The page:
Dahl recommends as a first step in exploring potential seating locations that you initially find out which room locations offer reasonably smooth frequency response, particularly across the bass range. To further heighten the challenge, home theatersbecause theyre likely to be used for group entertainmentcall for good sound in all or most of the seats, rather than just one or two golden seats.
One of the most promising methods of obtaining more uniform bass response across a wider area is to use multiple subwoofers. According to an engineering paper published by Harman International researcher Todd Welti, two subwoofers, optimally placed, provide more uniform bass performance across a range of room locations than does a single suband four subs do significantly better than two.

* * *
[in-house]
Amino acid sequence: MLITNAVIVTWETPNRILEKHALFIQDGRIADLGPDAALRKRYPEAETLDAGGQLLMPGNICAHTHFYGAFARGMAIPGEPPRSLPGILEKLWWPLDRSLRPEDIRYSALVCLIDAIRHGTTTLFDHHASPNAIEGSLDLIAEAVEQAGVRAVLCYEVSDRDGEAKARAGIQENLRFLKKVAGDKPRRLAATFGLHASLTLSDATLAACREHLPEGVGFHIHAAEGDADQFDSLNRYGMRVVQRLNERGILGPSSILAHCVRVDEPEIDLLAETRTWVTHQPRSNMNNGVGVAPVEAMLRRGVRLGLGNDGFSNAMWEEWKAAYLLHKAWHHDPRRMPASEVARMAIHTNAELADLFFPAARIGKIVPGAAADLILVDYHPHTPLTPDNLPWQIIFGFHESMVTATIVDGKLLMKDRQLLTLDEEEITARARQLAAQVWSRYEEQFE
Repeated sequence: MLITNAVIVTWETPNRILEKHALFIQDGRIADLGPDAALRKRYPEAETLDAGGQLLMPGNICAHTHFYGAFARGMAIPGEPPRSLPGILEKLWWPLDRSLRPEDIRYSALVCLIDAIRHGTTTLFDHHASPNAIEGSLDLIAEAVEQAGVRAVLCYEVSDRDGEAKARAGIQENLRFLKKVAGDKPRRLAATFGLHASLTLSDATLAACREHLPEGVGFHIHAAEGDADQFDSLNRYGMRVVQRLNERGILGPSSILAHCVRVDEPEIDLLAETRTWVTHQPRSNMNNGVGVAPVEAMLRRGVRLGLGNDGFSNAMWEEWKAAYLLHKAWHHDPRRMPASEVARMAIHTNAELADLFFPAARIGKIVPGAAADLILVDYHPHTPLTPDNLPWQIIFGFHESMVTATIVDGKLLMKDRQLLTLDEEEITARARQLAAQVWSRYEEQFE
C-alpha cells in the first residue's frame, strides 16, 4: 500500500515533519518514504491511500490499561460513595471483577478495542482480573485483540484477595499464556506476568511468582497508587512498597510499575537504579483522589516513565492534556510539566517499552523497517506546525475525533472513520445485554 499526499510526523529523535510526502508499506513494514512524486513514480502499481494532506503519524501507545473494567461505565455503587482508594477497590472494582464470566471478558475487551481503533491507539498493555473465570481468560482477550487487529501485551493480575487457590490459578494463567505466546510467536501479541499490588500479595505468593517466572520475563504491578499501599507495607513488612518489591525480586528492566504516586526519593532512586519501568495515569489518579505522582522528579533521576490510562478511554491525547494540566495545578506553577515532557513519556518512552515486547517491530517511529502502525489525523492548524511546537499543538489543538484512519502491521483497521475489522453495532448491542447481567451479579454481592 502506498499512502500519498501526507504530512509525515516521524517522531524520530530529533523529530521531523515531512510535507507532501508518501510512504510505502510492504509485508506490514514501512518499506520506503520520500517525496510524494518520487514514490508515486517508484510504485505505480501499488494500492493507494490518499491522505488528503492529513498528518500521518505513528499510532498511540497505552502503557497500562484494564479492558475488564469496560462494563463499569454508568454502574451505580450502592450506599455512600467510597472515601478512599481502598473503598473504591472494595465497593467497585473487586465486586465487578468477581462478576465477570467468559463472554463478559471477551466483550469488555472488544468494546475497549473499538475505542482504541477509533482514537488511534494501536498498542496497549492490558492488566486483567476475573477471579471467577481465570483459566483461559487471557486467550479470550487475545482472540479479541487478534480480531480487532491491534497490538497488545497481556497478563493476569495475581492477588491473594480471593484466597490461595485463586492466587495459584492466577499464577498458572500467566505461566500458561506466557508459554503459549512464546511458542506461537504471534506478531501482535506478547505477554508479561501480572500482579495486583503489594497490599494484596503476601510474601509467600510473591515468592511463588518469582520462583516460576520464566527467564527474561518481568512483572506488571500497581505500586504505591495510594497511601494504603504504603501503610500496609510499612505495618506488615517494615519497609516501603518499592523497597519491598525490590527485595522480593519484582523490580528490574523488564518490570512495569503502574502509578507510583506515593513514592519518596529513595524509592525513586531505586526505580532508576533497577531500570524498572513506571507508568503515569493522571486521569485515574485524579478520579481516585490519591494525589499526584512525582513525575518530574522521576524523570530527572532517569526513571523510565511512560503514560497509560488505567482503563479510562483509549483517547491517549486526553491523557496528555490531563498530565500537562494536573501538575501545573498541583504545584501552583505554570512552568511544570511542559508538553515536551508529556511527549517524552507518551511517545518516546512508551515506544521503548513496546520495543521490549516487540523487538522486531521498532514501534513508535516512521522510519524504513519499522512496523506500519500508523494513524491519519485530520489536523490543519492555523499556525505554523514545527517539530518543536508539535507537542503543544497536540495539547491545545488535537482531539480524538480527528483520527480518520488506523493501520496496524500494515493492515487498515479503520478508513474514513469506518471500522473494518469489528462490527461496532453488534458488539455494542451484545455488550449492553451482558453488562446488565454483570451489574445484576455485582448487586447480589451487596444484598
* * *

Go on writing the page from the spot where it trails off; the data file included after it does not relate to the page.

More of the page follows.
Achieving Reference Sound Levels
Dahl pointed out that when movie soundtracks are mixed in the studio, the reference sound level is 85 dB SPL. This allows for instantaneous sonic peaks to be 20 dB higher, at 105 dB SPL (i.e., 20 dB of headroom). If the home theater is going to duplicate the commercial cinema experience, itll need to be capable of matching these sound levels. Therefore, it is up to the custom integrator to determine whether the sound system can indeed reach those peaks without creating distortion.
Dahl noted that loudspeaker data sheets typically give no indications of what maximum sound levels can be achieved, given a specific room volume and listening distance. If youre using THX-certified speaker systems, however, your chances of success may improve. Products bearing THX Select certification have been verified as capable of 105 dB maximum output in a 2,000 cubic foot room at a listening position nine feet from the front speakers. THX Ultra or Ultra2 speaker systems can achieve the same levels in a 3,000-cubic-foot room, at a 12-foot listening distance.